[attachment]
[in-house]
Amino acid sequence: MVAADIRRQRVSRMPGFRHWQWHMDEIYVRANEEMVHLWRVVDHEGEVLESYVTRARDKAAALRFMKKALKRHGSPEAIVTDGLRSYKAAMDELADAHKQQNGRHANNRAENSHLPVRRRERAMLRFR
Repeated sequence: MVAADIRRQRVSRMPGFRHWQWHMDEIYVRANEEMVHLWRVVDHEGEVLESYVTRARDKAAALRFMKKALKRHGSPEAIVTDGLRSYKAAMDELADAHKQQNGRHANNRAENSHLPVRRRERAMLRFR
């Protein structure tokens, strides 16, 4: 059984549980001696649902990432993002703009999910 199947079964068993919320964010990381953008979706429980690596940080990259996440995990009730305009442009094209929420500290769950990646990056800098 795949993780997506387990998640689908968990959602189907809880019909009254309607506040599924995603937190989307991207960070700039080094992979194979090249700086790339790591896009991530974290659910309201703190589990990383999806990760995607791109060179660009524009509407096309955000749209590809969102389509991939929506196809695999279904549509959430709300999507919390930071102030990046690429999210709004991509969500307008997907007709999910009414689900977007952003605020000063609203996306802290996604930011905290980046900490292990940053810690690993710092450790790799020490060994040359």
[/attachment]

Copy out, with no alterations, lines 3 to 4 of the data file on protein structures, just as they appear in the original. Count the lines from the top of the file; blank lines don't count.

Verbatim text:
Repeated sequence: MVAADIRRQRVSRMPGFRHWQWHMDEIYVRANEEMVHLWRVVDHEGEVLESYVTRARDKAAALRFMKKALKRHGSPEAIVTDGLRSYKAAMDELADAHKQQNGRHANNRAENSHLPVRRRERAMLRFR
């Protein structure tokens, strides 16, 4: 059984549980001696649902990432993002703009999910 199947079964068993919320964010990381953008979706429980690596940080990259996440995990009730305009442009094209929420500290769950990646990056800098 795949993780997506387990998640689908968990959602189907809880019909009254309607506040599924995603937190989307991207960070700039080094992979194979090249700086790339790591896009991530974290659910309201703190589990990383999806990760995607791109060179660009524009509407096309955000749209590809969102389509991939929506196809695999279904549509959430709300999507919390930071102030990046690429999210709004991509969500307008997907007709999910009414689900977007952003605020000063609203996306802290996604930011905290980046900490292990940053810690690993710092450790790799020490060994040359």